Brooklyn's Basquiat: Art from a Native Son The Brooklyn Museum has become famous for showing some of the very best visual art black America has to offer. Now a new Jean-Michel Basquiat exhibition honors the native son, born and raised in Brooklyn. NPR's Farai Chideya speaks with Brooklyn Museum director Arnold Lehman.
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Brooklyn's Basquiat: Art from a Native Son

Only Available in Archive Formats.
Brooklyn's Basquiat: Art from a Native Son

Brooklyn's Basquiat: Art from a Native Son

Brooklyn's Basquiat: Art from a Native Son

Only Available in Archive Formats.

In Italian, 1983. Acrylic, oil paintstick and marker on wood supports. Jean-Michel Basquiat/The Stephanie and Peter Brant Foundation hide caption

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Jean-Michel Basquiat/The Stephanie and Peter Brant Foundation

In Italian, 1983. Acrylic, oil paintstick and marker on wood supports.

Jean-Michel Basquiat/The Stephanie and Peter Brant Foundation

Untitled, 1980-81. Acrylic and oil paintstick on canvas. Jean-Michel Basquiat/The Estate of Jean-Michel Basquiat hide caption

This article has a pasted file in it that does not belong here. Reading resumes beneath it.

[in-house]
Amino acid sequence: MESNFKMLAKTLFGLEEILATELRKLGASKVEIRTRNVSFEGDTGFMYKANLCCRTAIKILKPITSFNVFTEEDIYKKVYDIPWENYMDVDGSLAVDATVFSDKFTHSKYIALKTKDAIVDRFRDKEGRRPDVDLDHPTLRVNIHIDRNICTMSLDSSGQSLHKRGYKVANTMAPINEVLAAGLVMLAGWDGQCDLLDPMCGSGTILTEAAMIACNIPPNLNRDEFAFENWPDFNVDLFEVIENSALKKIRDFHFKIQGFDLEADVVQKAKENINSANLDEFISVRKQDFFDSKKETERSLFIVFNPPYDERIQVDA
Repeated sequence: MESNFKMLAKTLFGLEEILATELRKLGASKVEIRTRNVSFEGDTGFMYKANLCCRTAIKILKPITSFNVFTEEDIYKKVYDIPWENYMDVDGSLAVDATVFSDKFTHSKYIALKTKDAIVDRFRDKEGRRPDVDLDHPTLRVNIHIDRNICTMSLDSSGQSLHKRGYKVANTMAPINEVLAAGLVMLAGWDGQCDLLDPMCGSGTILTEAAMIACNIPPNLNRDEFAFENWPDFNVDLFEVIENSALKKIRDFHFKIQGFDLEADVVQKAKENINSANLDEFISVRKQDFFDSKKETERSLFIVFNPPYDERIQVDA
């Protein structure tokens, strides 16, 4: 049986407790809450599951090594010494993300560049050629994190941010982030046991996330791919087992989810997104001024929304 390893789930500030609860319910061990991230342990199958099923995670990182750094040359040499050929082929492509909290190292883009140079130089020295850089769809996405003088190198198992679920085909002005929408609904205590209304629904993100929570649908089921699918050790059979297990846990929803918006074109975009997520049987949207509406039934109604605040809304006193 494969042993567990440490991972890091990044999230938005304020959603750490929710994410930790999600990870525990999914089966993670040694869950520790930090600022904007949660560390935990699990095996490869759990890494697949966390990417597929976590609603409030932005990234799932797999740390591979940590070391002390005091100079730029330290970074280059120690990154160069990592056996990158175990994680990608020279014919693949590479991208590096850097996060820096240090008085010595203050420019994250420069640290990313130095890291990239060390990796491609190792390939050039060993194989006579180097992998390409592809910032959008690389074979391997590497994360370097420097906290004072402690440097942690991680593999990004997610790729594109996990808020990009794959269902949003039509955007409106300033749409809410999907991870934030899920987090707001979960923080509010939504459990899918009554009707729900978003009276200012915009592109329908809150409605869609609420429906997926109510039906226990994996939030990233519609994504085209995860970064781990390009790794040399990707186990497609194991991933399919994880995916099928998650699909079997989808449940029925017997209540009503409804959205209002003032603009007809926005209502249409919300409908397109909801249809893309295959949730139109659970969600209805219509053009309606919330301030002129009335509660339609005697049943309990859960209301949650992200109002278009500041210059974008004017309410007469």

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Jean-Michel Basquiat/The Estate of Jean-Michel Basquiat

Untitled, 1980-81. Acrylic and oil paintstick on canvas.

Jean-Michel Basquiat/The Estate of Jean-Michel Basquiat

The Brooklyn Museum has become famous for showing some of the very best visual art black America has to offer. Now a new Jean-Michel Basquiat exhibition is added to that list.

The famously ambitious painter died in 1988 of a drug overdose. He was only 27, but Basquiat had already become a superstar in the art world. The exhibit is a fitting tribute to a native son — he was born and raised in Brooklyn, the son of a Haitian-American father and a Puerto Rican-American mother.

Correspondent Farai Chideya found out more about Basquiat from Brooklyn Museum director Arnold Lehman.